Halloween has always been a very special holiday for my daughter, Becky. She’s decorated , thrown parties, dressed up, and made sure loved ones took care of important Halloween business. She even dressed as a pumpkin and took her eldest son trick-or-treating two days before her youngest was born.
Oh wait… she didn’t dress as a pumpkin that night; it was her pregnant stomach that made me think pumpkin. I digress. Sadly Becky’s parents and older brother were less invested in Halloween. We all just hid in our rooms while she threw elaborate parties during her teen years. We’d sneak out occasionally to check on “things” that sometimes happen at teenage parties!
I believe I contributed to Becky’s interest in Halloween. The following story will demonstrate my helping nature:
When Becky was 4, I had her pose in a witch costume, holding tightly to a pumpkin in her lap. I was amazed at what a perfect, witchy expression she had on her frace. Fine acting I thought!
As it turns out the pumpkin was moldy and stunk to high heaven. Still, Becky sat there for her mommy to get the perfect reference photos for a pencil drawing which became a Halloween card!
This “mini-lesson” shows step-by-step how I painted a pansy in watercolor.
I begin by sketching the pansy with an HB pencil. Make sure your drawing is accurate. Lighten the pencil lines by dabbing at them with a kneaded eraser. Contrary to what most books say, once wet these lines can’t be erased completely.
Using liquid frisket and a cheap brush coated with standard bar soap, mask out small detail areas which you wish to remain white. When the frisket is dry it will look and feel a bit like dried rubber cement.
Mix the following puddles (a puddle is paint mixed with enough water to dilute it to the desired value):
Cobalt blue + alizarin crimson (warm & cool mixtures)
Alizarin crimson + new gamboge
French ultramarine + alizarin crimson (warm and cool mixtures)
Winsor green + Hooker’s green + new gamboge
Hooker’s green + cobalt blue
Next paint the base washes of the flower petals.
Glaze water over a petal until it glistens evenly; drop in the following colors and combinations based on where they can be seen in the petal): cobalt blue+alizarin; permanent rose, alizarin + new gamboge, and aurelion.
While the first petal is drying, follow the same process on a petal which does not touch it (remember we don’t want wet paint to touch an area that is drying).
After the base washes are completed on all 4 petals paint the dark purple sections following these steps:
Using a fully loaded brush paint the dark area
Then pull color out from the center of the dark area using a rigger brush to create the veins.
* Use thicker puddles of both cool and warm mixes of French ultramarine + alizarin crimson for this area.
Add highlights to the edges of the petals by glazing over the base washes with the same mixtures.
Rub off the frisket and add a light tint of yellow below the center part of the flowers. Leave the two white areas on the center of the right and left petals.
Paint the base washes of the stem and leaves.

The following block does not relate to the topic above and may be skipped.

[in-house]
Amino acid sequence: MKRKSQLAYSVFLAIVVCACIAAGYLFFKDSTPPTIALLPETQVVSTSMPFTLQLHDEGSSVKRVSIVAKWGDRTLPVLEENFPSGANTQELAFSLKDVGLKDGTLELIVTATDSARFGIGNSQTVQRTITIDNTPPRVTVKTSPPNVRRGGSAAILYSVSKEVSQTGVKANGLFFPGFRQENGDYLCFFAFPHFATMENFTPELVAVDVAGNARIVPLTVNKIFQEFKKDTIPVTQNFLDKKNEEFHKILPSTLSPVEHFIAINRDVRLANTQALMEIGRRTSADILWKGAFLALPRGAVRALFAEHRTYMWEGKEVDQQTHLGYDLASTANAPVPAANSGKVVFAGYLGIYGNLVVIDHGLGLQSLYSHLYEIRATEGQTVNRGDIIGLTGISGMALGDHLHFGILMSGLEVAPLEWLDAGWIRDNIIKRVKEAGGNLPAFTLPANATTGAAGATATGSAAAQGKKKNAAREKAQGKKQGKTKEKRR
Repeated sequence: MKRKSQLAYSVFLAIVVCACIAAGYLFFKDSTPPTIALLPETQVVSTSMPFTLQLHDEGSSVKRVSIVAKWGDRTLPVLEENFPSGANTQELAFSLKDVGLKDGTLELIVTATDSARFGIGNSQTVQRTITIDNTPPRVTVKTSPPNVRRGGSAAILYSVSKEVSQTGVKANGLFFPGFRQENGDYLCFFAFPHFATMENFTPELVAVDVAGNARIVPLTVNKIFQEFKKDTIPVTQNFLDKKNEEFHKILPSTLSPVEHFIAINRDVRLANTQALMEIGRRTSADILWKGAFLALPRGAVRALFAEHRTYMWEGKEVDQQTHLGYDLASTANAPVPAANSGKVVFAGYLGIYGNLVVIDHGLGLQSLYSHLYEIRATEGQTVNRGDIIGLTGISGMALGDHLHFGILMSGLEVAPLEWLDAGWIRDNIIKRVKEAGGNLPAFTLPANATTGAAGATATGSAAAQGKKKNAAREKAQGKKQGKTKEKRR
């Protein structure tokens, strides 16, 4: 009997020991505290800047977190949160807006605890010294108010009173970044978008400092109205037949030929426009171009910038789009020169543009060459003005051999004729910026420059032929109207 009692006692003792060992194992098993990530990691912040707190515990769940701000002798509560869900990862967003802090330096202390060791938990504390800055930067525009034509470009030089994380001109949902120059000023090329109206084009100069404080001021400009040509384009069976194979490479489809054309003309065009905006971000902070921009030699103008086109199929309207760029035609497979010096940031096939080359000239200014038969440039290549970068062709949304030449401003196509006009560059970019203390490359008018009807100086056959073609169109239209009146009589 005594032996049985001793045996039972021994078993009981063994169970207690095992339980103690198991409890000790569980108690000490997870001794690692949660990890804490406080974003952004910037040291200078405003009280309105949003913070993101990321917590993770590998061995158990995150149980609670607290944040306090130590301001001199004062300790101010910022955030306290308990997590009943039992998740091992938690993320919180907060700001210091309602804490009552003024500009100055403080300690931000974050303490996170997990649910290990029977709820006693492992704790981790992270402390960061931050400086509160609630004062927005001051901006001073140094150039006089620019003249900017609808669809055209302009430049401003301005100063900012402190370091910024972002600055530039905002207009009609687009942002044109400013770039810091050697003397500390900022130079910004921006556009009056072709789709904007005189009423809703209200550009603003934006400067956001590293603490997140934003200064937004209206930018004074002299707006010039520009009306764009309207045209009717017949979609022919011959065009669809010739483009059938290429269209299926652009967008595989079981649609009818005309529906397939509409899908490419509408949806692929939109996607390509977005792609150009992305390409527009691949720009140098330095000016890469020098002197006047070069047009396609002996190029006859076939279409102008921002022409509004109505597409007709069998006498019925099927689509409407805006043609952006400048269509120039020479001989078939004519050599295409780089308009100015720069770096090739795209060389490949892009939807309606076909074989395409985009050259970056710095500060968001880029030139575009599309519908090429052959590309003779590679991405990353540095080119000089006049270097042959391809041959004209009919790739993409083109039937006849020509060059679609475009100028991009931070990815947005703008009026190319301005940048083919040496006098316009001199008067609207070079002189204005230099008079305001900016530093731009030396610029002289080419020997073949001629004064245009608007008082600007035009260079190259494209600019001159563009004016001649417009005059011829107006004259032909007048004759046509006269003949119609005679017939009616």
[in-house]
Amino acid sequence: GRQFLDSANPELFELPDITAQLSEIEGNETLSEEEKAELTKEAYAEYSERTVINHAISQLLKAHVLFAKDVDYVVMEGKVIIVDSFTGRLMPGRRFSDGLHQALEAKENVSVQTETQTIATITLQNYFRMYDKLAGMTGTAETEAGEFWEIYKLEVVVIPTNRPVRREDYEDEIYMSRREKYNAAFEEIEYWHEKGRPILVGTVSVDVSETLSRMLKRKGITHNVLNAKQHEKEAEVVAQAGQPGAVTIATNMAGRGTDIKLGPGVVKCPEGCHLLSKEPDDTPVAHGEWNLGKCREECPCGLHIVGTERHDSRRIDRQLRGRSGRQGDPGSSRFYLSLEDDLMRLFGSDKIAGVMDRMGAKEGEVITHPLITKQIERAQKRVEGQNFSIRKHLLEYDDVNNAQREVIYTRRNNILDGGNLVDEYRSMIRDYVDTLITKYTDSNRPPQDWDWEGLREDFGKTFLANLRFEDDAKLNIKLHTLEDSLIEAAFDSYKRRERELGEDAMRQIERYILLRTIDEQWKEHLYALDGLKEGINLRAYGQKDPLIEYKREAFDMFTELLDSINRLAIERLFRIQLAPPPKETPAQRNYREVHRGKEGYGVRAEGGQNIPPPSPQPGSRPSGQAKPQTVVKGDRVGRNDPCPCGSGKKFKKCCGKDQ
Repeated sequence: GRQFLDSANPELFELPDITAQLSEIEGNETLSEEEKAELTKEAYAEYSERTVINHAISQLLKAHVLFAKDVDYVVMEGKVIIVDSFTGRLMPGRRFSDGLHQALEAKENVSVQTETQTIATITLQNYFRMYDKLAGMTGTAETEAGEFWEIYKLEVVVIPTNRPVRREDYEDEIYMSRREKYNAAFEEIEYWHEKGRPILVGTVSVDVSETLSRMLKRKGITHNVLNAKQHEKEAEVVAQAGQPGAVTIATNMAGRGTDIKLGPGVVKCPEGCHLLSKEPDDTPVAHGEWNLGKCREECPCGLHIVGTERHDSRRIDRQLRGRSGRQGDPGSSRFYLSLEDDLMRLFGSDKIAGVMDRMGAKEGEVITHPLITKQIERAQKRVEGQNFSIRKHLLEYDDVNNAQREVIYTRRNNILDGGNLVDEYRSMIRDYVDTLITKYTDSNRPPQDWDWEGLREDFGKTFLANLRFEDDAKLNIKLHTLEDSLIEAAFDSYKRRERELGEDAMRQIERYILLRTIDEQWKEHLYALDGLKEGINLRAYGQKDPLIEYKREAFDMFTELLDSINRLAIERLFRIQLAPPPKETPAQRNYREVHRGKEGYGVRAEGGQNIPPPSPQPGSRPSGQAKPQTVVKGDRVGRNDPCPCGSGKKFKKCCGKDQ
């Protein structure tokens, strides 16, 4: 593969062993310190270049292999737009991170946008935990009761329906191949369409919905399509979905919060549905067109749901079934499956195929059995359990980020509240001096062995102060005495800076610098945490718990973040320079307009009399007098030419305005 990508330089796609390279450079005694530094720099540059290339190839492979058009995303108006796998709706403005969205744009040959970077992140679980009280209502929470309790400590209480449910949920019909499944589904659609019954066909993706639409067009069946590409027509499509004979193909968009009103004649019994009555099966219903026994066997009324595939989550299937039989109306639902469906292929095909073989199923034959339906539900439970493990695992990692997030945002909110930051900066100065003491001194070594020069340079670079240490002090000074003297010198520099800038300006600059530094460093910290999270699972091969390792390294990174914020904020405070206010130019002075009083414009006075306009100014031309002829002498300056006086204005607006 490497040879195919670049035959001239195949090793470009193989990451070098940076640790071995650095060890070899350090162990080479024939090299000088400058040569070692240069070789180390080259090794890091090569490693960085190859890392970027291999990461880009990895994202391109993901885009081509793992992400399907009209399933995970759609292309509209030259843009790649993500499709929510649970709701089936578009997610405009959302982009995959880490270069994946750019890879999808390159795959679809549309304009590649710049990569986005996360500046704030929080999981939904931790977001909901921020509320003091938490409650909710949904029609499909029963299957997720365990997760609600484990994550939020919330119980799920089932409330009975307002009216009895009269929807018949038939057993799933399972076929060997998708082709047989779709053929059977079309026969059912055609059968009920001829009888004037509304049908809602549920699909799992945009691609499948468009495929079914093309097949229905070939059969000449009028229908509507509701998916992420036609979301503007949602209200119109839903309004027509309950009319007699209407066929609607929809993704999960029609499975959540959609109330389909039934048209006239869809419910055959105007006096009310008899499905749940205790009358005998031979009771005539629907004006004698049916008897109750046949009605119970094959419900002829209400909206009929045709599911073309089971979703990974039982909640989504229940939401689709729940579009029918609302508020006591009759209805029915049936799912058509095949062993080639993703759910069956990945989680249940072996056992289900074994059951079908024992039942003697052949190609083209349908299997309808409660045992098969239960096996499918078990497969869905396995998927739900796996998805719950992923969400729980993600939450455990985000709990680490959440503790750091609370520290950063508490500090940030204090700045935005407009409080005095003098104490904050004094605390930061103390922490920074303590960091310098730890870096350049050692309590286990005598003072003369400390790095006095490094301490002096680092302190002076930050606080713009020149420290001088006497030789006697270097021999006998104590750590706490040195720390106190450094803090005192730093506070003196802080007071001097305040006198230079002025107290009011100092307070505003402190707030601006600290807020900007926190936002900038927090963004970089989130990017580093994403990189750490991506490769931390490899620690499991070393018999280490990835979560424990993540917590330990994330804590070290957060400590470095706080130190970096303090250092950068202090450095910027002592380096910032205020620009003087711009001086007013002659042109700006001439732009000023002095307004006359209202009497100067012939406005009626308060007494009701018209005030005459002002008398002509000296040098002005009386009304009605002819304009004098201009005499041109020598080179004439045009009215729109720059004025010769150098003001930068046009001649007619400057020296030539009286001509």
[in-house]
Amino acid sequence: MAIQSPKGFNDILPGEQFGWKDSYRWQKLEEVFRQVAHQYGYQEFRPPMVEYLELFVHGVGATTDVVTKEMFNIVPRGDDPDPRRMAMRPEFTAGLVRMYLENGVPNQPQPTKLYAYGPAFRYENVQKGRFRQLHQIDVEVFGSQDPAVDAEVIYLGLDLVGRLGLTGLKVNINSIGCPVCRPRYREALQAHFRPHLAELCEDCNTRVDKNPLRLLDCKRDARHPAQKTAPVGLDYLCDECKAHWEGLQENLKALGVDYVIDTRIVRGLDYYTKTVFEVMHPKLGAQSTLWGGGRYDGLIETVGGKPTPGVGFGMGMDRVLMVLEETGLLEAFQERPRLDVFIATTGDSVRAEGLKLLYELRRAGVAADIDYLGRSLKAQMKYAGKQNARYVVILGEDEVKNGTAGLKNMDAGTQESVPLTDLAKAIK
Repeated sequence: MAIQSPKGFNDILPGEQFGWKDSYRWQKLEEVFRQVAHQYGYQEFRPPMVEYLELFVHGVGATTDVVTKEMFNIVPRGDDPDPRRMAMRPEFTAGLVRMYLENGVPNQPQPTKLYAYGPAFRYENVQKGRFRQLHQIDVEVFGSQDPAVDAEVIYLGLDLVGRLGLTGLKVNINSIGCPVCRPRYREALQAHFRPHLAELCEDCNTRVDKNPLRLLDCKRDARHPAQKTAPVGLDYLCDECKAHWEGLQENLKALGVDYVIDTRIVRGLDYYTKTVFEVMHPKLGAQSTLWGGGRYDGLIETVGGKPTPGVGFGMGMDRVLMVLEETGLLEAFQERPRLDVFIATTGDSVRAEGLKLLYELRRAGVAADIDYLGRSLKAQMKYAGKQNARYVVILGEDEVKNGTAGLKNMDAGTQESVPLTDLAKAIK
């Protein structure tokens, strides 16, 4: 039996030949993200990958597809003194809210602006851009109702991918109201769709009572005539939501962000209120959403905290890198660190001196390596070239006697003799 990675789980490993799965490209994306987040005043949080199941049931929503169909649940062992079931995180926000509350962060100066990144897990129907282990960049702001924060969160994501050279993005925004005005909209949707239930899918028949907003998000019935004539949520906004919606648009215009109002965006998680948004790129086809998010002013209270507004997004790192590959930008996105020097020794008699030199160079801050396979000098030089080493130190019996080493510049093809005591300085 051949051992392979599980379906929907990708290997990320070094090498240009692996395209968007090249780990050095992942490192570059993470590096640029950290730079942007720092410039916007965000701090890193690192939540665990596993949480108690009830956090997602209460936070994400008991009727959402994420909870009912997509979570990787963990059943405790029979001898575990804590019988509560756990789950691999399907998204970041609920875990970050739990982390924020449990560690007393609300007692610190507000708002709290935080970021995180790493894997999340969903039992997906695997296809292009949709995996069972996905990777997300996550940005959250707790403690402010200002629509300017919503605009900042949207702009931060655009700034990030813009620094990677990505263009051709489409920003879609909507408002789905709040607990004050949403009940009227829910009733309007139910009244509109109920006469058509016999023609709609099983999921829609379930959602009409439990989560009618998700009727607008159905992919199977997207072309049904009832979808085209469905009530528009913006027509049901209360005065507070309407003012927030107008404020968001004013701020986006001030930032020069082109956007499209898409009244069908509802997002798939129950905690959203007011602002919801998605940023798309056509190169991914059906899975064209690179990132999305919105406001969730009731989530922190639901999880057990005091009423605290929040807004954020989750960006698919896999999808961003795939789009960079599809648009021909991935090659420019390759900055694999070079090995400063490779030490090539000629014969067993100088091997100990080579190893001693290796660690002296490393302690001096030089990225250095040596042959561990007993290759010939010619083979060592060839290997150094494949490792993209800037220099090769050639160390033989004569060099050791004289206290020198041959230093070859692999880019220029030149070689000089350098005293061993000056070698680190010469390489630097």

Glaze water over the leaves and stem until they glisten evenly; drop in the following colors: Sap green, hookers green _ cobalt blue, and Winsor green + Hooker’s + new gamboge
Add highlights by rewetting each darker area and painting a second glaze over it using the same mixes as were used in the base.
If you have any questions, please add a comment below or grab me via the contact form.
When my son Nick was young we lived in Austin TX, often visiting family in Michigan for the summer. Our first trip was a very long car ride, and Grandma Russell had been impatiently awaiting our arrival. She was so excited to see Nick that she planted a big, very visible lipstick kiss on his cheek! It touched my heart so, I knew this was something I had to draw. I wanted to make it special so I drew a heart of flowers around the portrait. Prior to that time I had not been an avid flower painter but this event got me started down a new path. I hope you enjoy the drawing – to me it’s a golden oldy, loaded with sentiment!
This “mini-lesson” shows step-by-step how I painted a hummingbird from one of my photos.
I begin by sketching the hummingbird with an HB pencil. Make sure your drawing is accurate! Lighten the pencil lines by dabbing at them with a kneaded eraser. (Contrary to what most books say, once wet, these lines can’t be erased completely)
I then mix the following puddles (a puddle is paint mixed with enough water to dilute it to the desired value):
Cobalt blue + Brown Madder (warm & cool mixtures)
Winsor Blue + Viridian Green
Alizarin Crimson + New Gamboge
French Ultramarine + Payne’s Gray + a bit of Alizarin
Sepia + French Ultramarine
Next I paint the base washes of the bird.
For the eyes, feet, and beak use the Ultramarine/Payne’s Gray / Alizarin mixture. Leave the white highlights untouched.
For the back of the bird paint the Winsor Blue/Viridian mixture. While it’s still wet add Sap Green next to it, letting the colors bump each other.
For the belly, let Sap Green bump into the Cobalt Blue/Brown Madder (warm) puddles, letting the colors blend alongside each other.
For the wing and head, use both the warm and cool Cobalt/Brown Madder mixtures; then drop a little Sap Green into them while still wet.
The rosy area under the belly is painted with Alizarin/New Gamboge.
Allow all initial washes to dry! Never paint into an area that has started to dry.
Add the final details
Use the Sepia/Ultramarine mixture for dark highlights on the beak and feet as well as in the eye.
For wing highlights use the cool Brown Madder/Cobalt mixture.
If you have any questions, please add a comment below!